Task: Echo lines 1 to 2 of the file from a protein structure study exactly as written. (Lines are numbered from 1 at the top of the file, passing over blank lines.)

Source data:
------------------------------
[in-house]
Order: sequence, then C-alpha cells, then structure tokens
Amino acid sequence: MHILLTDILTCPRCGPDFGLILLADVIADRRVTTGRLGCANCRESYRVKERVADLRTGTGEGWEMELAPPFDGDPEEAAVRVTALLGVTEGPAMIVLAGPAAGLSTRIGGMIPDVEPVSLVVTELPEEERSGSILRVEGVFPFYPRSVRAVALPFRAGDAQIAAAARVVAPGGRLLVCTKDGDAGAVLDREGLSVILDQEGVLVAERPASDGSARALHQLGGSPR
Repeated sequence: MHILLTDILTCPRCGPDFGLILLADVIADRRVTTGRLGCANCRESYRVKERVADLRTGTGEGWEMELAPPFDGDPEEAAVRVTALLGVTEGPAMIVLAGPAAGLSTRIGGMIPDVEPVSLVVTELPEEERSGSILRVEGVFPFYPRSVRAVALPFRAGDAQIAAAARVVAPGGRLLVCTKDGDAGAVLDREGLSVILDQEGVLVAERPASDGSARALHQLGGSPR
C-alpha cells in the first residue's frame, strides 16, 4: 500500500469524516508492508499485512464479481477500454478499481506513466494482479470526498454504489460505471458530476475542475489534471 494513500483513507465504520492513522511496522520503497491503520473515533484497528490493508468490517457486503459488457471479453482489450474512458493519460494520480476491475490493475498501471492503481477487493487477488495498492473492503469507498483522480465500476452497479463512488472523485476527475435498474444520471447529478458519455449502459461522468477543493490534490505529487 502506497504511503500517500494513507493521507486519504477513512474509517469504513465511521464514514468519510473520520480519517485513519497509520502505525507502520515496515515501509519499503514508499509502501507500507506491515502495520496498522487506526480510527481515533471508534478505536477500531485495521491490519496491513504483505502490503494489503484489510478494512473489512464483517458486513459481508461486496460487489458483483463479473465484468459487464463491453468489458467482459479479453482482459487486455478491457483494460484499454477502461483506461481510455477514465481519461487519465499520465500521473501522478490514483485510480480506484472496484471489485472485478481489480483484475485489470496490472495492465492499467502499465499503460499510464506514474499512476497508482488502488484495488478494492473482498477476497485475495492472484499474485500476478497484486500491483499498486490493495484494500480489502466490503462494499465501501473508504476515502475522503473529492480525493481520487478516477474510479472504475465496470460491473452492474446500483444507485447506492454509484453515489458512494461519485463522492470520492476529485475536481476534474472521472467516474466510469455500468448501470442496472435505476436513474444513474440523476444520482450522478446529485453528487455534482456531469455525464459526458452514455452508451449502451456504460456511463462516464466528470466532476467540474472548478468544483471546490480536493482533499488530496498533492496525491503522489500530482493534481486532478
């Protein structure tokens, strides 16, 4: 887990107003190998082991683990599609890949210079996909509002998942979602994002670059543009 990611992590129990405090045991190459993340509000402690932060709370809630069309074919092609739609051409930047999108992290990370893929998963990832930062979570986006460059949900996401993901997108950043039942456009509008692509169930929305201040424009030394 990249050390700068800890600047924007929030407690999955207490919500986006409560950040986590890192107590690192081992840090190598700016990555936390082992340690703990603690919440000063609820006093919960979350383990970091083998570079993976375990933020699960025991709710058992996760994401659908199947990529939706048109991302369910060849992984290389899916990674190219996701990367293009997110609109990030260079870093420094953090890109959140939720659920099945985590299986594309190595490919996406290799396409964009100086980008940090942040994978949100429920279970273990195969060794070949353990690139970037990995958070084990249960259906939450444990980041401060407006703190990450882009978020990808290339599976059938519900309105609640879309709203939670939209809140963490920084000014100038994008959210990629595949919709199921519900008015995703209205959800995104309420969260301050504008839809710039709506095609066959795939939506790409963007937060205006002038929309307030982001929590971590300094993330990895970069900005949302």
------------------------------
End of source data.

[in-house]
Order: sequence, then C-alpha cells, then structure tokens